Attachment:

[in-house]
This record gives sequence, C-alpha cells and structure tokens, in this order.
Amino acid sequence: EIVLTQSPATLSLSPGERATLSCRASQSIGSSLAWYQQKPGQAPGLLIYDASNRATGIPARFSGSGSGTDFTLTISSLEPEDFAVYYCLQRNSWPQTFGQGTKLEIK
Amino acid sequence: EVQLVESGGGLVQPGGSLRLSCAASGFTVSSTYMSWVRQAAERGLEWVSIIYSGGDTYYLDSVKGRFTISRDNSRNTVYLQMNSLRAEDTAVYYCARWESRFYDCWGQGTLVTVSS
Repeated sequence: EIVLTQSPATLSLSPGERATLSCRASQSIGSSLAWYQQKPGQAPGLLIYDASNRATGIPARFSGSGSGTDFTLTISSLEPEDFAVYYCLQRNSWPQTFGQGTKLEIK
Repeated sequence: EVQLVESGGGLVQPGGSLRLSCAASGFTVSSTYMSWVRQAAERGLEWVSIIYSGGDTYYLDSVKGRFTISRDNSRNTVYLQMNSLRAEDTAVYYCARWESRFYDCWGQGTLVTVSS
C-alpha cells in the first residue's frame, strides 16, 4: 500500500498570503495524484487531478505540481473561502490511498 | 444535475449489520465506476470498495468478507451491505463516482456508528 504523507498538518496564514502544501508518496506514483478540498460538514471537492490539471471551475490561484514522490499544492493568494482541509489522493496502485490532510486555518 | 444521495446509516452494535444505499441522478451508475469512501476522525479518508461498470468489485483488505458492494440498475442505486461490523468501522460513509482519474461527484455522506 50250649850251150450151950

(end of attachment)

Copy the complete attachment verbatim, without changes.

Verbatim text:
[in-house]
This record gives sequence, C-alpha cells and structure tokens, in this order.
Amino acid sequence: EIVLTQSPATLSLSPGERATLSCRASQSIGSSLAWYQQKPGQAPGLLIYDASNRATGIPARFSGSGSGTDFTLTISSLEPEDFAVYYCLQRNSWPQTFGQGTKLEIK
Amino acid sequence: EVQLVESGGGLVQPGGSLRLSCAASGFTVSSTYMSWVRQAAERGLEWVSIIYSGGDTYYLDSVKGRFTISRDNSRNTVYLQMNSLRAEDTAVYYCARWESRFYDCWGQGTLVTVSS
Repeated sequence: EIVLTQSPATLSLSPGERATLSCRASQSIGSSLAWYQQKPGQAPGLLIYDASNRATGIPARFSGSGSGTDFTLTISSLEPEDFAVYYCLQRNSWPQTFGQGTKLEIK
Repeated sequence: EVQLVESGGGLVQPGGSLRLSCAASGFTVSSTYMSWVRQAAERGLEWVSIIYSGGDTYYLDSVKGRFTISRDNSRNTVYLQMNSLRAEDTAVYYCARWESRFYDCWGQGTLVTVSS
C-alpha cells in the first residue's frame, strides 16, 4: 500500500498570503495524484487531478505540481473561502490511498 | 444535475449489520465506476470498495468478507451491505463516482456508528 504523507498538518496564514502544501508518496506514483478540498460538514471537492490539471471551475490561484514522490499544492493568494482541509489522493496502485490532510486555518 | 444521495446509516452494535444505499441522478451508475469512501476522525479518508461498470468489485483488505458492494440498475442505486461490523468501522460513509482519474461527484455522506 50250649850251150450151950